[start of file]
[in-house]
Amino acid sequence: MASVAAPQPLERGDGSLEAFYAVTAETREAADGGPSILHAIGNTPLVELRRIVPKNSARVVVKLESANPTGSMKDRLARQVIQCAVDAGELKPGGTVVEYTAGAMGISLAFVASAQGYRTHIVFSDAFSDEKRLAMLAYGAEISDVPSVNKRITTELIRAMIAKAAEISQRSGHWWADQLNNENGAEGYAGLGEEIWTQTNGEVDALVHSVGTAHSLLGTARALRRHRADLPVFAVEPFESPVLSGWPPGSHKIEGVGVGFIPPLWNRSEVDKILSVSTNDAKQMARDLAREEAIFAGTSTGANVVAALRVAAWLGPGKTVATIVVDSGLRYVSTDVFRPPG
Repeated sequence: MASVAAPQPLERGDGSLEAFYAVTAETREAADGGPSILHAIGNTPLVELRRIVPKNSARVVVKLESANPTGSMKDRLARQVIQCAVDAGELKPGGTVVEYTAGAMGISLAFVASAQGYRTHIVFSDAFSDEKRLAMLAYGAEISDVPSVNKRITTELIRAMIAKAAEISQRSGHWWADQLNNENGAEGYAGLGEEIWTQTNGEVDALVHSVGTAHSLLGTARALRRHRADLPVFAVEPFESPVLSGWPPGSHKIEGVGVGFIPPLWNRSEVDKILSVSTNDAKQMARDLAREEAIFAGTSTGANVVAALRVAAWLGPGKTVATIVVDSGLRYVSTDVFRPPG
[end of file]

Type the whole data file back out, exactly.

[in-house]
Amino acid sequence: MASVAAPQPLERGDGSLEAFYAVTAETREAADGGPSILHAIGNTPLVELRRIVPKNSARVVVKLESANPTGSMKDRLARQVIQCAVDAGELKPGGTVVEYTAGAMGISLAFVASAQGYRTHIVFSDAFSDEKRLAMLAYGAEISDVPSVNKRITTELIRAMIAKAAEISQRSGHWWADQLNNENGAEGYAGLGEEIWTQTNGEVDALVHSVGTAHSLLGTARALRRHRADLPVFAVEPFESPVLSGWPPGSHKIEGVGVGFIPPLWNRSEVDKILSVSTNDAKQMARDLAREEAIFAGTSTGANVVAALRVAAWLGPGKTVATIVVDSGLRYVSTDVFRPPG
Repeated sequence: MASVAAPQPLERGDGSLEAFYAVTAETREAADGGPSILHAIGNTPLVELRRIVPKNSARVVVKLESANPTGSMKDRLARQVIQCAVDAGELKPGGTVVEYTAGAMGISLAFVASAQGYRTHIVFSDAFSDEKRLAMLAYGAEISDVPSVNKRITTELIRAMIAKAAEISQRSGHWWADQLNNENGAEGYAGLGEEIWTQTNGEVDALVHSVGTAHSLLGTARALRRHRADLPVFAVEPFESPVLSGWPPGSHKIEGVGVGFIPPLWNRSEVDKILSVSTNDAKQMARDLAREEAIFAGTSTGANVVAALRVAAWLGPGKTVATIVVDSGLRYVSTDVFRPPG